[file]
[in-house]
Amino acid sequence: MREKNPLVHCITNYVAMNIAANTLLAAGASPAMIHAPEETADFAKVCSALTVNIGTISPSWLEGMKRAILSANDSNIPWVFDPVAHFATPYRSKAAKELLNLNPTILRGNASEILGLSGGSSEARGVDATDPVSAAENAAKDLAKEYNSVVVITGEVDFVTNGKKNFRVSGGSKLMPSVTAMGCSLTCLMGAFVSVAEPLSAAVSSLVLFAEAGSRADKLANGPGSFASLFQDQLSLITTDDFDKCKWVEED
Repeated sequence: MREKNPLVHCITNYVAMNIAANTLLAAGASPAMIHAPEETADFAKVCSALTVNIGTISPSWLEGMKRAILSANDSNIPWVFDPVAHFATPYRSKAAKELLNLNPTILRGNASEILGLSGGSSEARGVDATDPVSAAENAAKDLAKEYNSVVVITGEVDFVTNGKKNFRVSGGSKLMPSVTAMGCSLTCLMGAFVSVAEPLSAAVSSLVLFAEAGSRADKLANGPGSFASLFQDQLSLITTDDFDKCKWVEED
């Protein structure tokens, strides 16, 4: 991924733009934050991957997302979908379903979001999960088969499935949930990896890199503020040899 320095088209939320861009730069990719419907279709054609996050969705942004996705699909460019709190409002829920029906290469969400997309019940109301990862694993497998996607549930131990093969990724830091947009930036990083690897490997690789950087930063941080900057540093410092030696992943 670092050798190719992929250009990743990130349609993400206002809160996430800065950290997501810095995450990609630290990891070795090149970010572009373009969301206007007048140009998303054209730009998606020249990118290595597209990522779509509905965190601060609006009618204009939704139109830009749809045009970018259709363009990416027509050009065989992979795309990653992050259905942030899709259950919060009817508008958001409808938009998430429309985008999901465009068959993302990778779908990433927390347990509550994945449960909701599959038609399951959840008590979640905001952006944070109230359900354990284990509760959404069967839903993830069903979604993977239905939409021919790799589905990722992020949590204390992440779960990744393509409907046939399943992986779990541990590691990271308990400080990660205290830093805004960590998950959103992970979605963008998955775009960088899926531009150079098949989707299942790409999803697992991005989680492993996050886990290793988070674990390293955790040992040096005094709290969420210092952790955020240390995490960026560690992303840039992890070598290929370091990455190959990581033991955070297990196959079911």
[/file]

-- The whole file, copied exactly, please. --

[in-house]
Amino acid sequence: MREKNPLVHCITNYVAMNIAANTLLAAGASPAMIHAPEETADFAKVCSALTVNIGTISPSWLEGMKRAILSANDSNIPWVFDPVAHFATPYRSKAAKELLNLNPTILRGNASEILGLSGGSSEARGVDATDPVSAAENAAKDLAKEYNSVVVITGEVDFVTNGKKNFRVSGGSKLMPSVTAMGCSLTCLMGAFVSVAEPLSAAVSSLVLFAEAGSRADKLANGPGSFASLFQDQLSLITTDDFDKCKWVEED
Repeated sequence: MREKNPLVHCITNYVAMNIAANTLLAAGASPAMIHAPEETADFAKVCSALTVNIGTISPSWLEGMKRAILSANDSNIPWVFDPVAHFATPYRSKAAKELLNLNPTILRGNASEILGLSGGSSEARGVDATDPVSAAENAAKDLAKEYNSVVVITGEVDFVTNGKKNFRVSGGSKLMPSVTAMGCSLTCLMGAFVSVAEPLSAAVSSLVLFAEAGSRADKLANGPGSFASLFQDQLSLITTDDFDKCKWVEED
């Protein structure tokens, strides 16, 4: 991924733009934050991957997302979908379903979001999960088969499935949930990896890199503020040899 320095088209939320861009730069990719419907279709054609996050969705942004996705699909460019709190409002829920029906290469969400997309019940109301990862694993497998996607549930131990093969990724830091947009930036990083690897490997690789950087930063941080900057540093410092030696992943 670092050798190719992929250009990743990130349609993400206002809160996430800065950290997501810095995450990609630290990891070795090149970010572009373009969301206007007048140009998303054209730009998606020249990118290595597209990522779509509905965190601060609006009618204009939704139109830009749809045009970018259709363009990416027509050009065989992979795309990653992050259905942030899709259950919060009817508008958001409808938009998430429309985008999901465009068959993302990778779908990433927390347990509550994945449960909701599959038609399951959840008590979640905001952006944070109230359900354990284990509760959404069967839903993830069903979604993977239905939409021919790799589905990722992020949590204390992440779960990744393509409907046939399943992986779990541990590691990271308990400080990660205290830093805004960590998950959103992970979605963008998955775009960088899926531009150079098949989707299942790409999803697992991005989680492993996050886990290793988070674990390293955790040992040096005094709290969420210092952790955020240390995490960026560690992303840039992890070598290929370091990455190959990581033991955070297990196959079911």